Helping Moffat County kids motivates candidates to serve on school board
CRAIG — A forum for candidates vying for the Moffat County School District Board of Education was held Oct. 12.
Moffat County High School Speech and Debate Team, CMS Leadership Team, Moffat County Education Association and Moffat County School District Strategic Planning Team presented the forum, during which an audience of about 60 listened to candidates’ platforms, priorities and responses to nine questions gathered from the community.
Dentist Owen “Lee” Atkin and Moffat County native Alicia Noland, who works at Memorial Regional Health, are vying to represent District 4. Both are parents of students in the district, and both said they want to help the district for the sake of all children.
“There are a lot of kids in our district that don’t have a voice or an advocate. … It’s important to provide an equal education for all kids in our district,” Atkin said in response to the question, “How will your own past experience as a student and/or parent in public education influence the way you will govern as a school board member?”
In response to the same question, Noland said, “My experience, of having been educated here, was that it gave me the opportunities to be the best that I wanted to be.” She also stressed the importance of helping give the same feeling to today’s children.
In response to the question: “When school closure is approved and successfully releases new funding, how should the district determine how best to use the operational funds?”
Both candidates spoke to the importance of tracking the money, using some to better support teachers through increased freedom in the classroom, as well as possible increases in wages and benefits.
Noland added, “The way we reinvest in our kids is to reinvest in our teachers. They need to be successful if our kids are going to be successful.”
In the second contested race — for the District 1 seat — CPA Mindy Baker is challenging interim school board member Chip McIntyre’s, who was appointed in August.
Candidates were asked, “What fiscal partnerships could be forged with other government and community organizations or agencies?”
McIntyre spoke of attending the Moffat County Priority Based Budgeting Workshop, at which he said he learned that other cash strapped communities are creating partners to centralize services such as mowing the lawns and providing a shared insurance pool for public employees.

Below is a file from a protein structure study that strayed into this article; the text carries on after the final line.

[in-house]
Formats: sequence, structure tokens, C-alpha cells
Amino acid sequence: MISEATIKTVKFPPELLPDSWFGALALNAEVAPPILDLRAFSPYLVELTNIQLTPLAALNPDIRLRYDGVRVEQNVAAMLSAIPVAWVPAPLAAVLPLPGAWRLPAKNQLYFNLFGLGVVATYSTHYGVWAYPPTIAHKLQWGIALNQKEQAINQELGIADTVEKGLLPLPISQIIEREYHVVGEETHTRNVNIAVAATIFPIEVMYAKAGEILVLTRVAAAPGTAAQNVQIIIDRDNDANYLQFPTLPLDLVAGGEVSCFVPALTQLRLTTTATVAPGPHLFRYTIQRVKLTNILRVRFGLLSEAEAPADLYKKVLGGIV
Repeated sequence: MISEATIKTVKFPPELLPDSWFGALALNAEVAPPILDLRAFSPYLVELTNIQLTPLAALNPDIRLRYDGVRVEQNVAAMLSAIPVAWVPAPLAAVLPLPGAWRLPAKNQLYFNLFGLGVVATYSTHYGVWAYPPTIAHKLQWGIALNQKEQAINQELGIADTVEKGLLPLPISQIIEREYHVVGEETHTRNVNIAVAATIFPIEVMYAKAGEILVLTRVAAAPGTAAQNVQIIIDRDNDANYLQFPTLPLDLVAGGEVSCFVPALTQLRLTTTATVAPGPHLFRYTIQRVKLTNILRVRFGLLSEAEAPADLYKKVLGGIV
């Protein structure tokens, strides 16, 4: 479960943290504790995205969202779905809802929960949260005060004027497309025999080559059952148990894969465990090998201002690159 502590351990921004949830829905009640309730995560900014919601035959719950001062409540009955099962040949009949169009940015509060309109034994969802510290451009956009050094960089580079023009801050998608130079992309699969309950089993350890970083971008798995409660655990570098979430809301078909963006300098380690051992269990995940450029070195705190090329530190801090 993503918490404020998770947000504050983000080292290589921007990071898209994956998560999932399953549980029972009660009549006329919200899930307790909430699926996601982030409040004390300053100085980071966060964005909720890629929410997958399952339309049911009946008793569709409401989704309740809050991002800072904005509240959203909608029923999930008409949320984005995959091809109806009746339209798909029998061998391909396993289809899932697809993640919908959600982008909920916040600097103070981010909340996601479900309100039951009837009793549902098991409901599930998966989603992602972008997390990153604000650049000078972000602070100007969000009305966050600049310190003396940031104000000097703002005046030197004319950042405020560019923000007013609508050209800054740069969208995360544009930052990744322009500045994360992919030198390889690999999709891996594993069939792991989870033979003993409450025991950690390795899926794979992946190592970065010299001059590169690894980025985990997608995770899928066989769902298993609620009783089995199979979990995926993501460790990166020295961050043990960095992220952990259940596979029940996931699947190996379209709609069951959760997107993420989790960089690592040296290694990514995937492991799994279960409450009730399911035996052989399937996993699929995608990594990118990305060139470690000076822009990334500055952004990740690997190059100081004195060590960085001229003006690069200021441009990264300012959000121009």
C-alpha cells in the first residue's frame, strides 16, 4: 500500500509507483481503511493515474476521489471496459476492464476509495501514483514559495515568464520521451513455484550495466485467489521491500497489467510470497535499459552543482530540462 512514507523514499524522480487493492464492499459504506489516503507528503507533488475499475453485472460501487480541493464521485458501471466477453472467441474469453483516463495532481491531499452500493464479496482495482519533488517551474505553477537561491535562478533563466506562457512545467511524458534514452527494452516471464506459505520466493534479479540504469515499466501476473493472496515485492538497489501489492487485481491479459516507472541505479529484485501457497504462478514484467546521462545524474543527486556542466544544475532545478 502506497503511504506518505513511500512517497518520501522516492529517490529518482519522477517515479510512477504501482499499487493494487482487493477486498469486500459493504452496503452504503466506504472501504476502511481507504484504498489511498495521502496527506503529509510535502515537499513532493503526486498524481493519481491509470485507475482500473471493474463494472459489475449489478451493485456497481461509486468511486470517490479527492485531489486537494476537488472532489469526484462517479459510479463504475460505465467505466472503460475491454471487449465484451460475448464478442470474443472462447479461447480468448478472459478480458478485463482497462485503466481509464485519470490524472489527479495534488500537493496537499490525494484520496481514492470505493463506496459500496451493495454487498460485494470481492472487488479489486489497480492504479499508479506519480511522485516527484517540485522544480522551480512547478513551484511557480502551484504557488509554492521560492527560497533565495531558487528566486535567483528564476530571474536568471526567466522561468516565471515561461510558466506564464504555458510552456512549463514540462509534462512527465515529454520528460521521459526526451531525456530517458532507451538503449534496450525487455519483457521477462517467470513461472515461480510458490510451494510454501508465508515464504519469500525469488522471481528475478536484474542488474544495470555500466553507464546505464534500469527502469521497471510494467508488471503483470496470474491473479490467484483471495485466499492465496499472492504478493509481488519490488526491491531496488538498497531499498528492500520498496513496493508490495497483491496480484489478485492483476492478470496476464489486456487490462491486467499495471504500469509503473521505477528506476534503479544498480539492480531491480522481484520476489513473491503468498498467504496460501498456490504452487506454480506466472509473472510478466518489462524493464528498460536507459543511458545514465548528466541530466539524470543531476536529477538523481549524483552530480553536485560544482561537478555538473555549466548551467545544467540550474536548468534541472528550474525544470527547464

“From mowing lawns to bigger things, there are ways you can partner to save everyone money and be more efficient,” he said.
Baker agreed that solutions could be close to home.
“We have to look for alternative resources and another answer to those (fiscal) problems. We can find those solutions right here,” she said.
Baker and McIntyre agreed that increased resources for teachers are important when asked, “What ideas do you have about how the district can attract and keep both students and effective teachers?”
In addition, Baker said, “The staff also needs to feel supported — from the admin. to school board to superintendent; with a lot of turnover, change is hard to facilitate.”
McIntyre said he would like to reverse the trend of losing students to other schools by introducing new and expanded programs.
“You have to have programs that kids want to do that might engage them. The idea of revisioning the vo-ag program at the high school is a great start to attract students,” he said.
Two other school board candidates are running unopposed — Dr. Elise Sullivan, for District 2, and businessman Chris Thome, for District 7. They also participated in the forum.
“A school district has a lot of competing interests that don’t have to compete in a lose-lose. I think that it is important to listen and balance and to try to seek that win-win proposal when it is available,” Sullivan said in response to a question about how to balance the roles of being “a representative of the community that elected them and an advocate for the school system for which they serve.”
In response to the same question, Thome pointed to one of this year’s goals in the new school district strategic plan.
“Part of the scorecard is to increase community awareness. It’s not fixed. It has to get better,” he said. “We have a great message and a great goal. As board members, we have to do better than that. We have to have better involvement in the community.”
As no one submitted an application to represent District 6, being vacated by school board President Darrell Camilletti, the newly elected board of education will appoint a replacement.
All registered voters in Moffat County are eligible to vote across all districts. The elections office began mailing ballots on Monday, Oct. 16. Sample ballots and other election information are available on the elections page of the Moffat County website.
Contact Sasha Nelson at 970-875-1794 or snelson@CraigDailyPress.com.
A learn-by-doing methodology was on display Friday at the Loudy-Simpson Park pond as Moffat County High School science students learned quickly whether or not they had a future in engineering.